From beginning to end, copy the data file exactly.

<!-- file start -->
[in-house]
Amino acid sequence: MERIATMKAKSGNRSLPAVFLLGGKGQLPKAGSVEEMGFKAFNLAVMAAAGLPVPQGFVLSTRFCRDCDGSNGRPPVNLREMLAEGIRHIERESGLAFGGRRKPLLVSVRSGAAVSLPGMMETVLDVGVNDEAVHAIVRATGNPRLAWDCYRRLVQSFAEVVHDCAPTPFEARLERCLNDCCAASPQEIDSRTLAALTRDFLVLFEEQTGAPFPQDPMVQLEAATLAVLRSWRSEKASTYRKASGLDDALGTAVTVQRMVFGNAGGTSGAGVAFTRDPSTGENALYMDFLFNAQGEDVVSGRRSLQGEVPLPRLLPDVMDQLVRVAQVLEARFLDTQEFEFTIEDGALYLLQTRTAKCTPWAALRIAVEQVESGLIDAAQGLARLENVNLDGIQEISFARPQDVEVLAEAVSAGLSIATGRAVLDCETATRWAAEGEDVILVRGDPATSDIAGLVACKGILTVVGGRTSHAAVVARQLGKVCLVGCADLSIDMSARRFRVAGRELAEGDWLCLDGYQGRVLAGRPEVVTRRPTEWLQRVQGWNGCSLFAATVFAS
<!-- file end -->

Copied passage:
[in-house]
Amino acid sequence: MERIATMKAKSGNRSLPAVFLLGGKGQLPKAGSVEEMGFKAFNLAVMAAAGLPVPQGFVLSTRFCRDCDGSNGRPPVNLREMLAEGIRHIERESGLAFGGRRKPLLVSVRSGAAVSLPGMMETVLDVGVNDEAVHAIVRATGNPRLAWDCYRRLVQSFAEVVHDCAPTPFEARLERCLNDCCAASPQEIDSRTLAALTRDFLVLFEEQTGAPFPQDPMVQLEAATLAVLRSWRSEKASTYRKASGLDDALGTAVTVQRMVFGNAGGTSGAGVAFTRDPSTGENALYMDFLFNAQGEDVVSGRRSLQGEVPLPRLLPDVMDQLVRVAQVLEARFLDTQEFEFTIEDGALYLLQTRTAKCTPWAALRIAVEQVESGLIDAAQGLARLENVNLDGIQEISFARPQDVEVLAEAVSAGLSIATGRAVLDCETATRWAAEGEDVILVRGDPATSDIAGLVACKGILTVVGGRTSHAAVVARQLGKVCLVGCADLSIDMSARRFRVAGRELAEGDWLCLDGYQGRVLAGRPEVVTRRPTEWLQRVQGWNGCSLFAATVFAS